"The legacy of these brave and determined individuals and their families is extraordinary and enduring. They continue to represent your countries proudly at home and around the world in support of peace, democracy, and freedom.

"We will never forget those who have made the ultimate sacrifice."

Crowds pack in Auckland to remember fallen

Thousands of people assembled outside the Auckland War Memorial Museum this morning to commemorate New Zealand's "contribution to freedom".

The ANZAC Day dawn service opened with the sounds of the wooden Maori trumpet - the pukaea - and the hymn 'Abide with me'.

War veterans marched onto the Court of Honour, and a prayer reminded Kiwis to honour those who died.

"We will remember them as friends, as comrades ... They will grow not old."

Auckland's mayor Len Brown placed a wreath on the cenotaph to remember "all who have fallen, and all who have served".

The service not only recognised the soldiers who fought at Gallipoli, but those who have served in all conflicts in which New Zealand has been involved - including those currently deployed overseas.

The crowd was urged to remember their "kinship", "commitment" and "sacrifice".

The sounds of 'The Last Post' echoed around the domain, followed by a minute of silence.

The ode 'For the Fallen' was then recited by two veterans, first in Te Reo and then in English.

The New Zealand flag, alongside Australia's, was hoisted on the roof of the museum as the sky lightened, followed by singing of 'Poppies and Pohutakawa'.

In recognition of fellow ANZACs, the crowd sang the Australian national anthem, followed by ours - in Maori and English.

The veterans then marched off the court to a round of applause and music from the band.

Three horses were part of the part of this morning's service, to honour the thousands killed in war.

More than 10,000 horses served in World War One. Only four returned.

Surprise at Auckland turnout

Krista Taylor, whose grandfathers both served in WW1 and WW2, said she was "gob smacked" to see so many people show up to the service.

"Little kids, getting up at 4am or 5am. It's beautiful to see so many different cultures."

Having just returned from living in France for 18 years, she was used to remembering her ancestors with real poppies.

She'd also visited some of the spots where they'd fought.

Today she laid her artificial poppy at the cenotaph with pride.

"I have my grandfathers' war diaries. They started out as nurses, and didn't even want to hold weapons. They were so eloquent.

"I remember them every week, every day."

Christchurch dawn service

Two thousand people gathered in Christchurch's Cranmer Square for a dawn parade this morning.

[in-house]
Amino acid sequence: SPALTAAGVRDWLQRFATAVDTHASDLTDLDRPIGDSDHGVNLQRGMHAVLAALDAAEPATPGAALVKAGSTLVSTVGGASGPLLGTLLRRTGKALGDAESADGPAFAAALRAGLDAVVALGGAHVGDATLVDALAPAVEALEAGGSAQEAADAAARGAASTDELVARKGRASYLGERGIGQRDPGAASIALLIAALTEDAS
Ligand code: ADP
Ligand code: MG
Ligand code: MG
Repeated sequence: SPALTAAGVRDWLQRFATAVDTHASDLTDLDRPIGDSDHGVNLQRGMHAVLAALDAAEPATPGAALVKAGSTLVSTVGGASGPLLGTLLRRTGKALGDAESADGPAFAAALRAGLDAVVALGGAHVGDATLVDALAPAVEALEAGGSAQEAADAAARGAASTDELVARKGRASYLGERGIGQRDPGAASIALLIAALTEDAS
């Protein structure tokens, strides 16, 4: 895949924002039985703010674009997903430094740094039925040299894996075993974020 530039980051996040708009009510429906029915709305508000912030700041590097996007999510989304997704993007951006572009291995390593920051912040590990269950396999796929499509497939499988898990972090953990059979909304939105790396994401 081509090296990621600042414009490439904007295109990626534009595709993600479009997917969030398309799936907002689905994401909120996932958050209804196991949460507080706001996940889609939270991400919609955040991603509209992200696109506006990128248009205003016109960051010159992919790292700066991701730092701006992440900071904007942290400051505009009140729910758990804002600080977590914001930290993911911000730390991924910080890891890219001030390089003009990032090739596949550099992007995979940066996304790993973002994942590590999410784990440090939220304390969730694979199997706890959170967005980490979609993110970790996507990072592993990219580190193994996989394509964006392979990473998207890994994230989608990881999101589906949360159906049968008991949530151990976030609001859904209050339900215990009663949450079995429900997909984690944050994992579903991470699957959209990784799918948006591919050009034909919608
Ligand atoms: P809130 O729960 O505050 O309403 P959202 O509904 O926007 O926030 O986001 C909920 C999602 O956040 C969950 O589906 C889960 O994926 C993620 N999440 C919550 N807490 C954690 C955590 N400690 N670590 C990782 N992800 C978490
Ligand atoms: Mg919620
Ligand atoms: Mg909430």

Veterans marched in to the hushed park at 6.15am, led by the New Zealand Army Band.

The crowd clapped as the veterans marched in.

Mayor Lianne Dalziel gave a welcome before association wreaths were laid at a makeshift cenotaph topped with wooden cross, in front of two rows of white crosses to represent the 18,200 New Zealanders killed in World War One.

Wreaths were laid by flight lieutenant Steve Heriban of the Royal Australian Air Force, Major General Tim Gall of the NZDF, politicians Nicky Wager MP and Clayton Cosgrove MP, and representatives of the Consular Corps, police, Fire Service, St John and the Merchant Navy.

Peter Dawson, president of the Christchurch RSA dedicated the wreaths "to the memory of those who did not return", not just from WWI, but all wars and conflicts since, including most recently, Afghanistan.

Some of the crowd, and veterans, joined in with singing the national anthem.

Bryan Shankland VRD (Volunteer Reserve Decoration) of the Canterbury Malaya Veterans Association, gave the Anzac remembrance where he paid tribute to the relationship between Kiwi and Australian soldiers.

Today, he said, is about remembering "the sacrifices others have made so we can enjoy the principles and freedoms we have inherited."

After a hymn and reading by the Very Rev. Lynda Patterson, Flight Lieutenant Steve Heriban of the Royal Australian Air Force read the Anzac dedication, composed by Digger L. E. Vernazoni, DCM.

Since the Anzac troops received their baptism of fire at Gallipoli 99 years ago, Anzac has become "one of the immortal names of history", he wrote.

"And now, at this hour, and on this day, it is fitting that we should gather here to honour the memory of those who went to the battlefields of that war, but did not return.

"We pray that their fight, and their sacrifice, may not have been in vain, and that in due season their everlasting memorial may be 'Peace on earth and good will among men'."

The Last Post was played in a rising red dawn.

Binyon's Lines were read by Herbie Timu of the Malayan Veterans Association and Mr Dawson, followed by a volley of gunfire and reveille.

After a full rendition of the national anthem, the parade was dismissed and the general public and community groups were invited to lay their wreaths.

The citizens Anzac Day commemoration service will be held at transitional 'cardboard' cathedral at 10am.

Anzac Day at Scott Base

Anzac Day has also been marked at what has to be one of the coldest locations - Scott Base in Antarctica.

But it's a dawn-less service, with the frozen continent now in darkness.

Speaking from Scott Base ahead of the ceremony, Keith Roberts said it would largely follow the ones held at home, although this year there's a piper.

"I think it's important to conduct a service no matter where you are so Antarctica really is no different. It's important to maintain a presence down here and Anzac Day's one of the ways of doing it.''